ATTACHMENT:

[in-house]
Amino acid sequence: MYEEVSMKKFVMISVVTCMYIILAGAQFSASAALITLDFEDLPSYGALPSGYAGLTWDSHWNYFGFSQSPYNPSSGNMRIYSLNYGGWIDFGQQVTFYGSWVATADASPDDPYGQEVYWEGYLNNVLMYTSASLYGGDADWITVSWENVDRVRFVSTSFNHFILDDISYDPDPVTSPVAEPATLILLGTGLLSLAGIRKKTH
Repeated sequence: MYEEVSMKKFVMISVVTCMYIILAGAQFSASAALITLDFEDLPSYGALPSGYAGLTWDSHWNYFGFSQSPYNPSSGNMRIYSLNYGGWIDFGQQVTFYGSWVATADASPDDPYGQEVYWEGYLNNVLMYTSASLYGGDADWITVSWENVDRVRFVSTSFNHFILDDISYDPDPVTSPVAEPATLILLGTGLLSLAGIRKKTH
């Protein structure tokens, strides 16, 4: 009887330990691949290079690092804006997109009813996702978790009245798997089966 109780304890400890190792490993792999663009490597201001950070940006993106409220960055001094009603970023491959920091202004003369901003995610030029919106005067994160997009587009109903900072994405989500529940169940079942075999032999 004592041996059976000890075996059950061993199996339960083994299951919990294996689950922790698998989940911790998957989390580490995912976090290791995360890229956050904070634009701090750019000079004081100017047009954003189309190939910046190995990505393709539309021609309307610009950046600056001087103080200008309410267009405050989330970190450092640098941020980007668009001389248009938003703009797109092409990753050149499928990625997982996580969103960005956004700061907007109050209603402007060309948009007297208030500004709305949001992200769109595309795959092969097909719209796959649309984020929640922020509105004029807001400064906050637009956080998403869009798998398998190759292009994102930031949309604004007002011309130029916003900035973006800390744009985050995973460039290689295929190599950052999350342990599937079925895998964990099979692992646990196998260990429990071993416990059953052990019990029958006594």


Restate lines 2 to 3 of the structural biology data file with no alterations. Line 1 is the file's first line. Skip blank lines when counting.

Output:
Amino acid sequence: MYEEVSMKKFVMISVVTCMYIILAGAQFSASAALITLDFEDLPSYGALPSGYAGLTWDSHWNYFGFSQSPYNPSSGNMRIYSLNYGGWIDFGQQVTFYGSWVATADASPDDPYGQEVYWEGYLNNVLMYTSASLYGGDADWITVSWENVDRVRFVSTSFNHFILDDISYDPDPVTSPVAEPATLILLGTGLLSLAGIRKKTH
Repeated sequence: MYEEVSMKKFVMISVVTCMYIILAGAQFSASAALITLDFEDLPSYGALPSGYAGLTWDSHWNYFGFSQSPYNPSSGNMRIYSLNYGGWIDFGQQVTFYGSWVATADASPDDPYGQEVYWEGYLNNVLMYTSASLYGGDADWITVSWENVDRVRFVSTSFNHFILDDISYDPDPVTSPVAEPATLILLGTGLLSLAGIRKKTH